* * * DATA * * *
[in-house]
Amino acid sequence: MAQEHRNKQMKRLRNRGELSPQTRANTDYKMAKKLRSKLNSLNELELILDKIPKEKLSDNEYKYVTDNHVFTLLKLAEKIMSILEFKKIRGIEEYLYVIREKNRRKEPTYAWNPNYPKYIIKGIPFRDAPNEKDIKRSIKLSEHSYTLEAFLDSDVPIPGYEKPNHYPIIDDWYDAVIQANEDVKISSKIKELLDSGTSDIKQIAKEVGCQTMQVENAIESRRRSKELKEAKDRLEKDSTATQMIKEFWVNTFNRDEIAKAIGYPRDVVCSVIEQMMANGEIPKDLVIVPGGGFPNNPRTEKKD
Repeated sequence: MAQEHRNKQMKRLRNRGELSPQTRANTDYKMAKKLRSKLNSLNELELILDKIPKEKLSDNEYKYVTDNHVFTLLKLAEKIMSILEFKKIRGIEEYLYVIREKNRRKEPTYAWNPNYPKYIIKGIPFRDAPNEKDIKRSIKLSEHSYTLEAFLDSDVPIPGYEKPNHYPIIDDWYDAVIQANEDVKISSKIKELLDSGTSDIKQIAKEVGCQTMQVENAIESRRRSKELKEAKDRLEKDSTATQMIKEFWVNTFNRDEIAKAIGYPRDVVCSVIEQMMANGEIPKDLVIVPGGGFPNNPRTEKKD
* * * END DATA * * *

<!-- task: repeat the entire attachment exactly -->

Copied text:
[in-house]
Amino acid sequence: MAQEHRNKQMKRLRNRGELSPQTRANTDYKMAKKLRSKLNSLNELELILDKIPKEKLSDNEYKYVTDNHVFTLLKLAEKIMSILEFKKIRGIEEYLYVIREKNRRKEPTYAWNPNYPKYIIKGIPFRDAPNEKDIKRSIKLSEHSYTLEAFLDSDVPIPGYEKPNHYPIIDDWYDAVIQANEDVKISSKIKELLDSGTSDIKQIAKEVGCQTMQVENAIESRRRSKELKEAKDRLEKDSTATQMIKEFWVNTFNRDEIAKAIGYPRDVVCSVIEQMMANGEIPKDLVIVPGGGFPNNPRTEKKD
Repeated sequence: MAQEHRNKQMKRLRNRGELSPQTRANTDYKMAKKLRSKLNSLNELELILDKIPKEKLSDNEYKYVTDNHVFTLLKLAEKIMSILEFKKIRGIEEYLYVIREKNRRKEPTYAWNPNYPKYIIKGIPFRDAPNEKDIKRSIKLSEHSYTLEAFLDSDVPIPGYEKPNHYPIIDDWYDAVIQANEDVKISSKIKELLDSGTSDIKQIAKEVGCQTMQVENAIESRRRSKELKEAKDRLEKDSTATQMIKEFWVNTFNRDEIAKAIGYPRDVVCSVIEQMMANGEIPKDLVIVPGGGFPNNPRTEKKD